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P-11.132 Association between IPV and chronic CNI toxicity with genetic analysis in kidney transplantation

hyo kee kim, Korea

Seoul national university hospital


Genetic polymorphism associated with high intra-patient variability in tacrolimus exposure and biopsy-proven nephrotoxicity of tacrolimus

Hyo Kee Keem1, Jaeseong Oh2, Sangil Min1, Chris Tae young Chung1, Hyejin Mo1, Hyunmin Ko1, Ahram Han1, Jongwon Ha1.

1Surgery, Seoul National University Hospital, Seoul, Korea; 2Clinical Pharmacology and Therapeutics, Seoul National University Hospital, Seoul, Korea

Introduction: Tacrolimus is known to have a narrow therapeutic window. The intra-patient variability (IPV) is defined as the fluctuation in tacrolimus concentration within an individual patient over a certain period of time. Although the high IPV of tacrolimus has been reported to be associated with long term inferior outcomes of renal transplantation, there are only a few studies which shows an association of tacrolimus IPV and renal toxicity. In addition, the influence of genetic polymorphism on the tacrolimus IPV remains still controversial.
Methods: A total of 101 patients who received the renal transplantation in Seoul national university hospital were prospectively enrolled in this study. The coefficient of variation (CV) which represents the ratio of the standard deviation (SD) to the mean, was used for the quantification of the IPV. We divided the cohorts into High IPV group and Low IPV group based on the several criteria using mean and subdivided SD of CV. Genetic analysis was conducted to determine which genes were associated with tacrolimus IPV.
Results: When we divided the cohorts as criteria of the mean + 0.25SD, there are more biopsy-proven tacrolimus nephrotoxicity in High IPV group than in Low IPV group (64.3% vs 35.7%, p = 0.012). Follow up periods was not different between two groups (3.34 ± 0.59 years and 3.23 ± 0.66 years, respectively, p = 0.514). There were no differences in mean tacrolimus concentration (6.82 ± 1.23 mg/dL vs 7.30 ± 1.05 mg/dL, p = 0.438) and time in therapeutic range (60.29 ± 27.26%, 51.65 ± 16.68%, p = 0.09) between groups. However, time above the therapeutic range was higher in High IPV group than in Low IPV group. (8.10 ± 16.34% vs 14.38 ± 11.51%, p=0.022) The genomic analysis showed that variant of ABCA1 (rs2274873), F5 (rs13306345) , ABCG2 (rs200170071, rs201108974, rs202008680) and NAT2(rs1799931) were related to tacrolimus IPV (p=0.005, p=0.006, p=0.004, p=0.007, p=0.003, p=0.005 , respectively).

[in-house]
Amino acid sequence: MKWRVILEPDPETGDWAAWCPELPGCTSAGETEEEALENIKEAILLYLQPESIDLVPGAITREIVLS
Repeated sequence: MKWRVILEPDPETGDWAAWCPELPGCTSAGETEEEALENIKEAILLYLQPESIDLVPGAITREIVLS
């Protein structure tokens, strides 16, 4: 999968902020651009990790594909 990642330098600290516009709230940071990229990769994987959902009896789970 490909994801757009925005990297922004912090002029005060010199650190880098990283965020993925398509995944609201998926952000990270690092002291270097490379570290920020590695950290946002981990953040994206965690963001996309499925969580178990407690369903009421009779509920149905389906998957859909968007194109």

Discussion: It is well known that graft and patient survival were associated with IPV in tacrolimus exposure. But association between IPV and biopsy-proven tacrolimus nephrotoxicity is first reported by our study. This result was due to High IPV group has more time above therapeutic range than Low IPV group. ABCA1 and ABCG2 were a member of the ABC protein subfamily which involve the ABCB1 already known as a tacrolimus transporter. Due to expression in the liver, the genetic variants of NAT2 have been associated with several drug metabolism and toxicity but not yet been identified in tacrolimus. Mutation of F5 encodes an essential cofactor of the blood coagulation cascade and has yet reported to be associated with tacrolimus pharmacokinetics.
Conclusion: The high IPV of tacrolimus concentration is associated with biopsy-proven nephrotoxicity in renal transplantation. The mutations of ABCA1, ABCG2, NAT2, and F5 genes affected the IPV of tacrolimus concentration. Further studies are required to validate for this results.


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